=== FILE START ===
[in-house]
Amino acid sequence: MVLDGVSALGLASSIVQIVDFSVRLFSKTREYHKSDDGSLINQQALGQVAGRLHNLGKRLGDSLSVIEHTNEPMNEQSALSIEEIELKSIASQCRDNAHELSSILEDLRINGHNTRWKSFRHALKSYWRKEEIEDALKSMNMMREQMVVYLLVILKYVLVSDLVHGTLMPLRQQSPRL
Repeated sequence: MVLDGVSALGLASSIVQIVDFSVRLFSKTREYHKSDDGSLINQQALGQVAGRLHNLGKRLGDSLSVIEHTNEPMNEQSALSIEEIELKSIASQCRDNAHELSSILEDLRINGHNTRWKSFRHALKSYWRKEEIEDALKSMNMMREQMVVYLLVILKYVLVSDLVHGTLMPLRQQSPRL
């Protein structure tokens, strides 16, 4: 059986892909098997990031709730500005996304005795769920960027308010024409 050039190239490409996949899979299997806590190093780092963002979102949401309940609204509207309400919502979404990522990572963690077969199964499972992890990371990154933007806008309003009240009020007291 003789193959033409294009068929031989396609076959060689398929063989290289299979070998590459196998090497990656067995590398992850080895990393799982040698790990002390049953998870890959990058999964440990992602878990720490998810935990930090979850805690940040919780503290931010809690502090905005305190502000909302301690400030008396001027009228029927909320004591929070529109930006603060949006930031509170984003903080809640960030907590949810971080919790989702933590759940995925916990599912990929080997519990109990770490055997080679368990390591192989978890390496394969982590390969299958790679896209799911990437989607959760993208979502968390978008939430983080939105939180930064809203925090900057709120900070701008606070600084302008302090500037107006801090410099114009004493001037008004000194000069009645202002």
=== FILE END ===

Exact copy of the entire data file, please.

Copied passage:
[in-house]
Amino acid sequence: MVLDGVSALGLASSIVQIVDFSVRLFSKTREYHKSDDGSLINQQALGQVAGRLHNLGKRLGDSLSVIEHTNEPMNEQSALSIEEIELKSIASQCRDNAHELSSILEDLRINGHNTRWKSFRHALKSYWRKEEIEDALKSMNMMREQMVVYLLVILKYVLVSDLVHGTLMPLRQQSPRL
Repeated sequence: MVLDGVSALGLASSIVQIVDFSVRLFSKTREYHKSDDGSLINQQALGQVAGRLHNLGKRLGDSLSVIEHTNEPMNEQSALSIEEIELKSIASQCRDNAHELSSILEDLRINGHNTRWKSFRHALKSYWRKEEIEDALKSMNMMREQMVVYLLVILKYVLVSDLVHGTLMPLRQQSPRL
């Protein structure tokens, strides 16, 4: 059986892909098997990031709730500005996304005795769920960027308010024409 050039190239490409996949899979299997806590190093780092963002979102949401309940609204509207309400919502979404990522990572963690077969199964499972992890990371990154933007806008309003009240009020007291 003789193959033409294009068929031989396609076959060689398929063989290289299979070998590459196998090497990656067995590398992850080895990393799982040698790990002390049953998870890959990058999964440990992602878990720490998810935990930090979850805690940040919780503290931010809690502090905005305190502000909302301690400030008396001027009228029927909320004591929070529109930006603060949006930031509170984003903080809640960030907590949810971080919790989702933590759940995925916990599912990929080997519990109990770490055997080679368990390591192989978890390496394969982590390969299958790679896209799911990437989607959760993208979502968390978008939430983080939105939180930064809203925090900057709120900070701008606070600084302008302090500037107006801090410099114009004493001037008004000194000069009645202002």